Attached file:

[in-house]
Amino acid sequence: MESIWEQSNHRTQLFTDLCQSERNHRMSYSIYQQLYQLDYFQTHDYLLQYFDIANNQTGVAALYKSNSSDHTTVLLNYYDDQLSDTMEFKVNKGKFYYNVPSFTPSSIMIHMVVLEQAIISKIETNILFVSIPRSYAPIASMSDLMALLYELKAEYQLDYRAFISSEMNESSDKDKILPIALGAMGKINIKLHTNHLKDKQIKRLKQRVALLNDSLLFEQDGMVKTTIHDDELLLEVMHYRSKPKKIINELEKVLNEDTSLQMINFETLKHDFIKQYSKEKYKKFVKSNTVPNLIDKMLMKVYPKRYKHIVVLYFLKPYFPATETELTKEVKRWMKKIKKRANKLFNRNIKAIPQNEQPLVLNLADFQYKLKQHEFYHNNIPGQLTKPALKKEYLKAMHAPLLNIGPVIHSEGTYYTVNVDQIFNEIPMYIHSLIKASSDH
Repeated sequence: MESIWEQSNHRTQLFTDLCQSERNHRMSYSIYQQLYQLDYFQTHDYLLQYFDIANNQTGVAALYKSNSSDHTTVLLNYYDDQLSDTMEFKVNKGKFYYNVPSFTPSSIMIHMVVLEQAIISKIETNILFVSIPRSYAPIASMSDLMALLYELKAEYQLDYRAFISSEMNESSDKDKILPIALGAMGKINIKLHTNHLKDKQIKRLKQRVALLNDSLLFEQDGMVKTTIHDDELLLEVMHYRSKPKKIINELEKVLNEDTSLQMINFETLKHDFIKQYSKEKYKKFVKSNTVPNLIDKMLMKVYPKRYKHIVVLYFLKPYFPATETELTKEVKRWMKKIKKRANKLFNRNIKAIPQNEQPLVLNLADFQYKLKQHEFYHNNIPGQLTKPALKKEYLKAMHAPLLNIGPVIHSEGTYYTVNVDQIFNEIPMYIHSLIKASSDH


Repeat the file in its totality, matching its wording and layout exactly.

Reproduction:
[in-house]
Amino acid sequence: MESIWEQSNHRTQLFTDLCQSERNHRMSYSIYQQLYQLDYFQTHDYLLQYFDIANNQTGVAALYKSNSSDHTTVLLNYYDDQLSDTMEFKVNKGKFYYNVPSFTPSSIMIHMVVLEQAIISKIETNILFVSIPRSYAPIASMSDLMALLYELKAEYQLDYRAFISSEMNESSDKDKILPIALGAMGKINIKLHTNHLKDKQIKRLKQRVALLNDSLLFEQDGMVKTTIHDDELLLEVMHYRSKPKKIINELEKVLNEDTSLQMINFETLKHDFIKQYSKEKYKKFVKSNTVPNLIDKMLMKVYPKRYKHIVVLYFLKPYFPATETELTKEVKRWMKKIKKRANKLFNRNIKAIPQNEQPLVLNLADFQYKLKQHEFYHNNIPGQLTKPALKKEYLKAMHAPLLNIGPVIHSEGTYYTVNVDQIFNEIPMYIHSLIKASSDH
Repeated sequence: MESIWEQSNHRTQLFTDLCQSERNHRMSYSIYQQLYQLDYFQTHDYLLQYFDIANNQTGVAALYKSNSSDHTTVLLNYYDDQLSDTMEFKVNKGKFYYNVPSFTPSSIMIHMVVLEQAIISKIETNILFVSIPRSYAPIASMSDLMALLYELKAEYQLDYRAFISSEMNESSDKDKILPIALGAMGKINIKLHTNHLKDKQIKRLKQRVALLNDSLLFEQDGMVKTTIHDDELLLEVMHYRSKPKKIINELEKVLNEDTSLQMINFETLKHDFIKQYSKEKYKKFVKSNTVPNLIDKMLMKVYPKRYKHIVVLYFLKPYFPATETELTKEVKRWMKKIKKRANKLFNRNIKAIPQNEQPLVLNLADFQYKLKQHEFYHNNIPGQLTKPALKKEYLKAMHAPLLNIGPVIHSEGTYYTVNVDQIFNEIPMYIHSLIKASSDH